Never Say No

Throughout my first job, I was often given obscure and odd tasks, such as painting pillars or laying sod. No, I’m not going to sit here and rave about laying sod — but hey, add it to my landscaping resume!

What I will say is that accepting these odd jobs shows your employer that you’re adaptable and willing to put in effort when and where it’s needed. In the end, your time there is definite, and the little jobs are just minor blips on the radar over your time there. Get your work done fast and go on to the next.

Wear Your Friendly Face

We’ve all been there – getting to the showgrounds at four in the morning to lunge and groom horses after an entire two hours of sleep (if that). It sucks, but you push through it and put a sweet smile on your face, because you never know who you’re going to meet.

The horse industry is a big one, but also an oh-so-small one — basically, everyone knows everyone. You’re not only going to be noticed by your employer, but several other trainers around, too. It’s a good idea to say hi whenever someone walks down your aisle, or to be friendly to the people that are introduced to you. Pair that with hard work, and people will always have something good to say about you when you need a recommendation. Plus, you just may meet a future employer.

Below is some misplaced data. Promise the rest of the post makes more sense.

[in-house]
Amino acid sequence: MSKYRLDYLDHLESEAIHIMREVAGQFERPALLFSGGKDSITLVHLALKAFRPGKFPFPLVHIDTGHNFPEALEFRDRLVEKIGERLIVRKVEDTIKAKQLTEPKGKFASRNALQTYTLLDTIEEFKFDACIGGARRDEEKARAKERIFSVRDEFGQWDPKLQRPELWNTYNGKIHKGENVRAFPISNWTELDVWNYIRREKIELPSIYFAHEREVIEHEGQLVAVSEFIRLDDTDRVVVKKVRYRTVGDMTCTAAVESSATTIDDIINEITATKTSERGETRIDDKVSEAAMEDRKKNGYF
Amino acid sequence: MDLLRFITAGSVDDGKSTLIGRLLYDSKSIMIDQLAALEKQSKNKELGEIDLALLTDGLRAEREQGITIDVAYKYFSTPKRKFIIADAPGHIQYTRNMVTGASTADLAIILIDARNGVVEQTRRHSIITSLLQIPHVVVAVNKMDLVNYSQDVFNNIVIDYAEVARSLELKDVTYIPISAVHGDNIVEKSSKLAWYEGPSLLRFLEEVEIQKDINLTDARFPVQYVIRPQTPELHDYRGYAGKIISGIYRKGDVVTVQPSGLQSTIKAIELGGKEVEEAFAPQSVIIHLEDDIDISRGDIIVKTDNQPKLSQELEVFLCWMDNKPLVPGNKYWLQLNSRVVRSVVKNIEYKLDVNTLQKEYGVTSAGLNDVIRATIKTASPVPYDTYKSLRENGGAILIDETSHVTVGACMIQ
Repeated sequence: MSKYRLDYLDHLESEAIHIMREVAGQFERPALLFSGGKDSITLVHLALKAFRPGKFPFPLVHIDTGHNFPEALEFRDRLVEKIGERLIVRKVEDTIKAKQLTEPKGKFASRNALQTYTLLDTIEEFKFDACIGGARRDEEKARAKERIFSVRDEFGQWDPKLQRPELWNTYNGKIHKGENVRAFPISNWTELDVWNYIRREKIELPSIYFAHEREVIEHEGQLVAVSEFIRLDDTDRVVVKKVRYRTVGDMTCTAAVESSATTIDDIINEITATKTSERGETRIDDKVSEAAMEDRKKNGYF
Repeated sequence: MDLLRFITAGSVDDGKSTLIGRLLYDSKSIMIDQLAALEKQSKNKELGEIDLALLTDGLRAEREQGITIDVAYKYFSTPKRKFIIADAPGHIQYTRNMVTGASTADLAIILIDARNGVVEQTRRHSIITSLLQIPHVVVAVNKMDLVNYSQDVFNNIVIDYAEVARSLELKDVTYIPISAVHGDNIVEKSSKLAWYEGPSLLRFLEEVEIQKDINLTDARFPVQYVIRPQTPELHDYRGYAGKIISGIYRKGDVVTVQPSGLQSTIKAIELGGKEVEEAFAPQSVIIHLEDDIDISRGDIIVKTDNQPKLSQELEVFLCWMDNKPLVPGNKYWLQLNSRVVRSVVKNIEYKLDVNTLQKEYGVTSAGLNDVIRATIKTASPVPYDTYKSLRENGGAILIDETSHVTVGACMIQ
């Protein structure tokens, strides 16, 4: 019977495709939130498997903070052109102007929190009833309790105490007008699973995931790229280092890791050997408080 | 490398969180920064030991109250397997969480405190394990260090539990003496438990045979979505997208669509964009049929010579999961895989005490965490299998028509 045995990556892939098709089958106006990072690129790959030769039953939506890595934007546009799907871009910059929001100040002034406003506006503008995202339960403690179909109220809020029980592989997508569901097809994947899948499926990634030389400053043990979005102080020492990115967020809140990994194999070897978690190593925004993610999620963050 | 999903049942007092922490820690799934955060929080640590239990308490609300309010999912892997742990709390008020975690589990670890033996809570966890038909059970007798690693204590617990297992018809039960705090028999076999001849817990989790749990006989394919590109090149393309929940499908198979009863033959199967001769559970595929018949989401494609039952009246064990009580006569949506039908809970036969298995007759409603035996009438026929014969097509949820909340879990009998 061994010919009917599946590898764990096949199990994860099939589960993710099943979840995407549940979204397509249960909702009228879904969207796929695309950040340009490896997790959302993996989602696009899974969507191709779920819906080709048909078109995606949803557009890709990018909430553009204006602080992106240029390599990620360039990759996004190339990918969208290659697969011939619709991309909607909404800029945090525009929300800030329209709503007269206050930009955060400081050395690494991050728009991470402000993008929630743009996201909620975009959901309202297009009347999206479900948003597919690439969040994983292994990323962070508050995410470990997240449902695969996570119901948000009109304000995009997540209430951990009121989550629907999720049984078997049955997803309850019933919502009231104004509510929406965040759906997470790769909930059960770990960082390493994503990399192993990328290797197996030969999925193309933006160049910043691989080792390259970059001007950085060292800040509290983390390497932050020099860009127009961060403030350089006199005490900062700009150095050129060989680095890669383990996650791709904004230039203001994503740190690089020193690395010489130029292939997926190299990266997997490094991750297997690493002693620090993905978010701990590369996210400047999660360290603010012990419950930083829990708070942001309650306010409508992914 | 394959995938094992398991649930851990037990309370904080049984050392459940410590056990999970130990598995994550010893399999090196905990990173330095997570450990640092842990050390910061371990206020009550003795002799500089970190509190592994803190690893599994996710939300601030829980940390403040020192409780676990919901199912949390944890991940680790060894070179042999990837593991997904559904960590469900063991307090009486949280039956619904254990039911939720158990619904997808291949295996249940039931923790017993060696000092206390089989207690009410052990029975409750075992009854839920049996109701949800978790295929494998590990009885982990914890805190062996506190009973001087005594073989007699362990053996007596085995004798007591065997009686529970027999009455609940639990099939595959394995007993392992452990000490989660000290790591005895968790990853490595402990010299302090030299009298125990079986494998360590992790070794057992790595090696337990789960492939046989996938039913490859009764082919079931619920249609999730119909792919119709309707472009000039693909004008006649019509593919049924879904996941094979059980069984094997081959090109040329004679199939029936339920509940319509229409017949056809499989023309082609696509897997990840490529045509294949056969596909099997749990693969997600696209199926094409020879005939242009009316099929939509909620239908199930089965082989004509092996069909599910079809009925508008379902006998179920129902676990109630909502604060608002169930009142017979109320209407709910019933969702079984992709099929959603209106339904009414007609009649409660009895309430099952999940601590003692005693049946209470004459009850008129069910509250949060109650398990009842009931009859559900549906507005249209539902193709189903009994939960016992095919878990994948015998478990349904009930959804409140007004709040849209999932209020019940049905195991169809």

Save Time to Unwind

Do you decompress by brewing a hot cup of tea and opening a good book? Great. Do you decompress by grabbing a spoon, popping the lid off a pint of Ben & Jerry’s, and shamelessly eating the entire thing while watching Friends for the tenth time? Equally great.

Obviously, it’s very important to put a large effort into the work you do, but it is just as important, if not more, to find a way to unwind and decompress. Spreading yourself too thin will only hurt your mental and physical health in the end, as well as having an effect on the quality of your work. Finding balance in your work and personal time is a necessity, especially in the horse world.

Now Go Out There and Be Awesome

Having a working student position ahead of you may be daunting, but don’t be too scared. You have new people to meet, horses to ride, and knowledge to gain. It may be full of tough work, and without an ideal amount of sleep, but believe me when I say that it is worth every second.

Photo provided by Entrigue Consulting

Have questions on social media and equestrian business that you want Entrigue Consulting to answer? Send an email to [email protected] and get your questions answered in next month’s article!

Elise Fleischman is a creative associate at Entrigue Consulting, a full service equestrian marketing and brand agency. She has designed and created marketing materials for several professional riders and equestrian brands, and loves being able to promote others through her work. In her free time, she rides and works with western all-around horses in the Quarter Horse circuit and is an avid photographer. If you have any questions for Elise, you can contact her at [email protected].